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|No longer competition
Written by Chandra S
(3/12/2013 12:09 p.m.)
in consequence of the missive, Very insightful..., penned by Alison Y
"Why she did not like Jane Fairfax might be a difficult question to answer; Mr. Knightley had once told her it was because she saw in her the really accomplished young woman, which she wanted to be thought herself; and though the accusation had been eagerly refuted at the time, there were moments of self-examination in which her conscience could not quite acquit her." (Ch. 20)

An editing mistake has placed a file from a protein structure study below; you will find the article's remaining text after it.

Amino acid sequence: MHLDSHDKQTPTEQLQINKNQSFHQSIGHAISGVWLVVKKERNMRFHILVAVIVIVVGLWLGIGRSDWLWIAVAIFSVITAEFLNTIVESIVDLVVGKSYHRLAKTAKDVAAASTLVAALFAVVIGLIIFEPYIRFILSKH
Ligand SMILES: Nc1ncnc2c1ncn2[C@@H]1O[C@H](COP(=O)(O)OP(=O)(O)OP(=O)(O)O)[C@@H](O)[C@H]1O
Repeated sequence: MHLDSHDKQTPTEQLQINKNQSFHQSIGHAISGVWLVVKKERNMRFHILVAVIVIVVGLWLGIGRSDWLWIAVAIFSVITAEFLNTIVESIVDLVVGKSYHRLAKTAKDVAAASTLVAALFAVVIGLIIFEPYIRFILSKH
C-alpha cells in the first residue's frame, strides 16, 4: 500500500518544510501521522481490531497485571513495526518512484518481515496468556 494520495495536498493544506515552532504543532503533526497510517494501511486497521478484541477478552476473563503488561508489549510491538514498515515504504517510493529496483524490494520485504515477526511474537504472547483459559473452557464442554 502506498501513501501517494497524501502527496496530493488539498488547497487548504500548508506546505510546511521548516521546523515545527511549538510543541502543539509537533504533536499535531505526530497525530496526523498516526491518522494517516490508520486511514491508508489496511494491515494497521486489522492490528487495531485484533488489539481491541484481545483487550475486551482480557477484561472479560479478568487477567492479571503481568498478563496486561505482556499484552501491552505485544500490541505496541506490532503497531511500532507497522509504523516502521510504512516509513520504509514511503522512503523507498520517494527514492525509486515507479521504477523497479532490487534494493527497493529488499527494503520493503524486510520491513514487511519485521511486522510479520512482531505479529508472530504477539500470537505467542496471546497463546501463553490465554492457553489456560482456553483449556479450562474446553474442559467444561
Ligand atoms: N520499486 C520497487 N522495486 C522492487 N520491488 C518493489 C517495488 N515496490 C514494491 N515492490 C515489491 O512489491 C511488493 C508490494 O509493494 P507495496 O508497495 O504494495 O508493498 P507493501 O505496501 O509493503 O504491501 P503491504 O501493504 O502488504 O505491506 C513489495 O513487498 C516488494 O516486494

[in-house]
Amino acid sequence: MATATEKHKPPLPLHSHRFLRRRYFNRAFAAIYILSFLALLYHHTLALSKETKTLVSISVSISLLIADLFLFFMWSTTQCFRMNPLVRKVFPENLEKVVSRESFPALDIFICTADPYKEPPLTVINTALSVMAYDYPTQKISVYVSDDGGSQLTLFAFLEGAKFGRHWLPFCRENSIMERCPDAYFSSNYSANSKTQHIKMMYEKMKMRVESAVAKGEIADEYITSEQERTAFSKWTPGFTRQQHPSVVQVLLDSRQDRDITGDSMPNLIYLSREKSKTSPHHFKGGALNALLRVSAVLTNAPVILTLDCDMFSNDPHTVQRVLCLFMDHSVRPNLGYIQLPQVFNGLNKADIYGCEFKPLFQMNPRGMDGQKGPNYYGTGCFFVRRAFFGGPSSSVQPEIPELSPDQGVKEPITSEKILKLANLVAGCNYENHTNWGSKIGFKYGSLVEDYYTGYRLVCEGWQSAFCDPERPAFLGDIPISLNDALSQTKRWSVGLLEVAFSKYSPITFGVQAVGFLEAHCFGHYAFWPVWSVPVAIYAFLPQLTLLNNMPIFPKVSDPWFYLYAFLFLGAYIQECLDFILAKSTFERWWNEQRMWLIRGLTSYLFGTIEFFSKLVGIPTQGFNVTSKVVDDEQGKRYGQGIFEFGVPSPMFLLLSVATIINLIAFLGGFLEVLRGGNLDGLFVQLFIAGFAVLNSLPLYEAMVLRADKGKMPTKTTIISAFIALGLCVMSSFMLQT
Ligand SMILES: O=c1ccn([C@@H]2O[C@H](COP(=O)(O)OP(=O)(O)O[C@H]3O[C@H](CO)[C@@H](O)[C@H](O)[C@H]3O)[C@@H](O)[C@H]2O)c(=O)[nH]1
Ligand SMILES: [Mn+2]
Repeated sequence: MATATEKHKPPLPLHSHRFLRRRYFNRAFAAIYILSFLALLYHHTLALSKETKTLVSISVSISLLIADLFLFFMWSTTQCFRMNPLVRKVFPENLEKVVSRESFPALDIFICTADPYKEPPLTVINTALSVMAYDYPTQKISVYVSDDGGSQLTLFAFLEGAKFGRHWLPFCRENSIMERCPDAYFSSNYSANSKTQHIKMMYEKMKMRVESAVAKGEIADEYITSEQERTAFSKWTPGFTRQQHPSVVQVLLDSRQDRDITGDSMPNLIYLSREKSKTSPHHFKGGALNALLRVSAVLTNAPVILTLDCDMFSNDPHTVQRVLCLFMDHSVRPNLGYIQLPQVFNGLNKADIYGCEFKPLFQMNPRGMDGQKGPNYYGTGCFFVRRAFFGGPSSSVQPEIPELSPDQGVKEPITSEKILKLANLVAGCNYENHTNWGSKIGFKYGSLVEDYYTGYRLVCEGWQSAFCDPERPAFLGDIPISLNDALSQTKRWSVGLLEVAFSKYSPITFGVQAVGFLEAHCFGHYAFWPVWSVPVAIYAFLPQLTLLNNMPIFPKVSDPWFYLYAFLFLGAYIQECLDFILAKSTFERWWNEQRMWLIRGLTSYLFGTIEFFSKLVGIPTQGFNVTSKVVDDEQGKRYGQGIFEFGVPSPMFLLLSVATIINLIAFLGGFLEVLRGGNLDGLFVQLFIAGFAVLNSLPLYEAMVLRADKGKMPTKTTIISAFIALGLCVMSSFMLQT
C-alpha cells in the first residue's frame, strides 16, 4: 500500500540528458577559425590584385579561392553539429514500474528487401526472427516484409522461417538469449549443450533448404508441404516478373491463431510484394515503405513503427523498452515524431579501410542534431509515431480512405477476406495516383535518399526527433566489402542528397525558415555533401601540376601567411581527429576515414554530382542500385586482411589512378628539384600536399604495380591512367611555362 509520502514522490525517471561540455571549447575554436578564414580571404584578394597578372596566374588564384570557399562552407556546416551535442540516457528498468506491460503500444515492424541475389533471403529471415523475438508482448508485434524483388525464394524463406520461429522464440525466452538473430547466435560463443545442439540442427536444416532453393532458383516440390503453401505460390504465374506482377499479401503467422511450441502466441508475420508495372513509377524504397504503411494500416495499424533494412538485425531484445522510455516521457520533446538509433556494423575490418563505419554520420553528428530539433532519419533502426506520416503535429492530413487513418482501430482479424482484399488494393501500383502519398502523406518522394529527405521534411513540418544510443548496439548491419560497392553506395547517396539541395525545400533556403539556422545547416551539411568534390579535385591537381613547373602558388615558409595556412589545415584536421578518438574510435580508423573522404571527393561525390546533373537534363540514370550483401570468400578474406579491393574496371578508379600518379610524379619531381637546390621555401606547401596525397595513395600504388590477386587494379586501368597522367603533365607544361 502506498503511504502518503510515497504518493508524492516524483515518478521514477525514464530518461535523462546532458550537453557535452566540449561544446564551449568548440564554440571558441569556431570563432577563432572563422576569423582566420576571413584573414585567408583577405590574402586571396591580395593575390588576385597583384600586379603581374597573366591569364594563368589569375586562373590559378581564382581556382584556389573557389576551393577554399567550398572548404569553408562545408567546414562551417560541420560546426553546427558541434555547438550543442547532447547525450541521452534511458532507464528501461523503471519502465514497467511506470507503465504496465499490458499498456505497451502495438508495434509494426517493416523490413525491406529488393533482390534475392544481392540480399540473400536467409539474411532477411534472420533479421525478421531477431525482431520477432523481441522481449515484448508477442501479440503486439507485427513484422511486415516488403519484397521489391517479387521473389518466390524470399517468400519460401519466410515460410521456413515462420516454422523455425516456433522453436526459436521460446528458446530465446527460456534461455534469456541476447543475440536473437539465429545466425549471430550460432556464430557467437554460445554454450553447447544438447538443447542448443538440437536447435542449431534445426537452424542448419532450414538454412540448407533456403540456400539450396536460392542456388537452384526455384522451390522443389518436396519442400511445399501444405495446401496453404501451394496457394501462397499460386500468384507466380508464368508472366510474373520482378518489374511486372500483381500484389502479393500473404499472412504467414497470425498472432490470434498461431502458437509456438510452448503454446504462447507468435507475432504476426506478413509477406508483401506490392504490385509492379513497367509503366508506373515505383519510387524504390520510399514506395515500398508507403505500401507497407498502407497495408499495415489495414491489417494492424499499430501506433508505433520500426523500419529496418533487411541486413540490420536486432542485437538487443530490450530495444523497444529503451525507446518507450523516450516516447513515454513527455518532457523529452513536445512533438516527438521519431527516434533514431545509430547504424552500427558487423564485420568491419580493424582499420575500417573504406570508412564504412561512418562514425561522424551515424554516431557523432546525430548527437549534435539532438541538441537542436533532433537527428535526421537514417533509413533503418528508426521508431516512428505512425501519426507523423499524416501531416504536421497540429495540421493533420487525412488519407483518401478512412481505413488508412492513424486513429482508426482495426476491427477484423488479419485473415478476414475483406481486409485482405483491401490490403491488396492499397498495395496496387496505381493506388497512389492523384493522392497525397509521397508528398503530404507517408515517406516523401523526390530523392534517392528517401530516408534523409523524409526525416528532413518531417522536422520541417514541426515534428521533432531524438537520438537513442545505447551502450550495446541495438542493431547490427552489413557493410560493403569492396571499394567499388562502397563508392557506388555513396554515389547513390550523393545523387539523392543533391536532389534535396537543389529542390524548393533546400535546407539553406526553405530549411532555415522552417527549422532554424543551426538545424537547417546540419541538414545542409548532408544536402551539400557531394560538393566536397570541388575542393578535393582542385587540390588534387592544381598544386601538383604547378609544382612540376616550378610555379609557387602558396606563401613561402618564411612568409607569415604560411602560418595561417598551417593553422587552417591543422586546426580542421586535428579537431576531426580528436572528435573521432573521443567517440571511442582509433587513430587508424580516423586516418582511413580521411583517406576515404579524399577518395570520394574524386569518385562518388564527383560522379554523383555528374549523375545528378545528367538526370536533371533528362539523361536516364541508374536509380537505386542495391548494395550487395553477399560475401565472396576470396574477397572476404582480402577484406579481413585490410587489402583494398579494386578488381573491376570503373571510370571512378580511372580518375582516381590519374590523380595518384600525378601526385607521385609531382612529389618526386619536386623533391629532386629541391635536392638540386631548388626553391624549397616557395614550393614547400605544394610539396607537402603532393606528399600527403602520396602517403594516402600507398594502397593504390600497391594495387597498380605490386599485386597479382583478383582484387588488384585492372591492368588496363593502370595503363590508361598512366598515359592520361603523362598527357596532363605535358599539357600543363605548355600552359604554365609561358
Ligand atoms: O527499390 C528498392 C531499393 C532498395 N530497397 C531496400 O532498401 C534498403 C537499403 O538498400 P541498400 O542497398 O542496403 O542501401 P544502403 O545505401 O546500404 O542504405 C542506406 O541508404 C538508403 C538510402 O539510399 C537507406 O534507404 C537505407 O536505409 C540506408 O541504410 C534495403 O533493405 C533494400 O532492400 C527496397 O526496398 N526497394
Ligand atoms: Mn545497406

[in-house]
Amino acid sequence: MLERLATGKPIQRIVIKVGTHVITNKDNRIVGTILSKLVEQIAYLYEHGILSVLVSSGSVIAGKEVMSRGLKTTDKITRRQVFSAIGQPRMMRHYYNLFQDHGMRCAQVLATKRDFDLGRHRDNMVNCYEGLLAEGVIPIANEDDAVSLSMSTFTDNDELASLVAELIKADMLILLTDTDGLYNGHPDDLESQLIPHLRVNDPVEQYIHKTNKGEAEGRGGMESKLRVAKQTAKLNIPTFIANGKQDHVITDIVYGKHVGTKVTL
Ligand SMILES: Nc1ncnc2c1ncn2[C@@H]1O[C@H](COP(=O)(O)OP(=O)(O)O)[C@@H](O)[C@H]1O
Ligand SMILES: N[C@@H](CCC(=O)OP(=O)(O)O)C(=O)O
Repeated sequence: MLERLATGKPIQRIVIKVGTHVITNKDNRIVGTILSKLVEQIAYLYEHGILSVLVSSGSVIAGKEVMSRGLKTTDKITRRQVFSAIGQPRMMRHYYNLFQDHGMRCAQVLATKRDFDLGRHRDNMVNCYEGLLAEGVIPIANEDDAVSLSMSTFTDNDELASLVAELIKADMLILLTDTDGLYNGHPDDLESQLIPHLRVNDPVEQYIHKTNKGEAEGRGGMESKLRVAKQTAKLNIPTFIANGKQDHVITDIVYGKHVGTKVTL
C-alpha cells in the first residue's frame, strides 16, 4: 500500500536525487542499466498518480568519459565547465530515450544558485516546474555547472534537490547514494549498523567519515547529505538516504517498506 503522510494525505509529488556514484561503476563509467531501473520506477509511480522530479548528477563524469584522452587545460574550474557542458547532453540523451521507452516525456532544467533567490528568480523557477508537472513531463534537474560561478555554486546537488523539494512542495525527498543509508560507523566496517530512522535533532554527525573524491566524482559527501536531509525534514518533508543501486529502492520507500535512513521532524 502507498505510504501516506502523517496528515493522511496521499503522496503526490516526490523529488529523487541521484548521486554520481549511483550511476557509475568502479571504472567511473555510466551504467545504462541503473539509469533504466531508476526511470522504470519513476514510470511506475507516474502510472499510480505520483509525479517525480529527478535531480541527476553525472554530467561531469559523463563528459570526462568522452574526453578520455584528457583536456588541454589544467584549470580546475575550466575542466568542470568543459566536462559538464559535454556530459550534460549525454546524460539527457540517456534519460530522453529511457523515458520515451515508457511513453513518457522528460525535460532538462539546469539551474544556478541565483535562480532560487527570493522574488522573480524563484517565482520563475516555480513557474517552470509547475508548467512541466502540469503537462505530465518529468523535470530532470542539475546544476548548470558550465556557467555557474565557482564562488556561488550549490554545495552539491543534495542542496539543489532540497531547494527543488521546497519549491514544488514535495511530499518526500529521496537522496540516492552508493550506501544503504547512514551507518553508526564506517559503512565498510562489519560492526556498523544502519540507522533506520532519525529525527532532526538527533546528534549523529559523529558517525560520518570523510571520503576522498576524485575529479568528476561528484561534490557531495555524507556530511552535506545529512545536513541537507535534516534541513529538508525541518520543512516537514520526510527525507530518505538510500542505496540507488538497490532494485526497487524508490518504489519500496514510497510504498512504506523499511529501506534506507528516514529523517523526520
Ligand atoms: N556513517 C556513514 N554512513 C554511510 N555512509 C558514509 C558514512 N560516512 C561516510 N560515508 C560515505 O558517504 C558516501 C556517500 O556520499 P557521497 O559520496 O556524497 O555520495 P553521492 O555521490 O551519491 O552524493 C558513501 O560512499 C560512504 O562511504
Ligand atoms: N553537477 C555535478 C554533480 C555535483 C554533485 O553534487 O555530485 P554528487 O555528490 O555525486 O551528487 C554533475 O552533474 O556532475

So, it seems that she secretly somewhat resents Jane for being so "perfect" and accomplished, and dislikes the uncomfortable feeling of comparing herself to Jane and coming up short. It makes sense that it would be easier to feel compassion and even real liking for Jane when she is suffering, appearing to not be such a paragon but rather a real human with real troubles. Emma can feel both compassionate and superior to Jane when she sees her as ill or unhappy. She only feels discomfort and dislike when she sees her as a brilliant pianist with beautiful handwriting who is so very good to her aunt and grandmother and so polite and well-spoken and pretty and ... etc.
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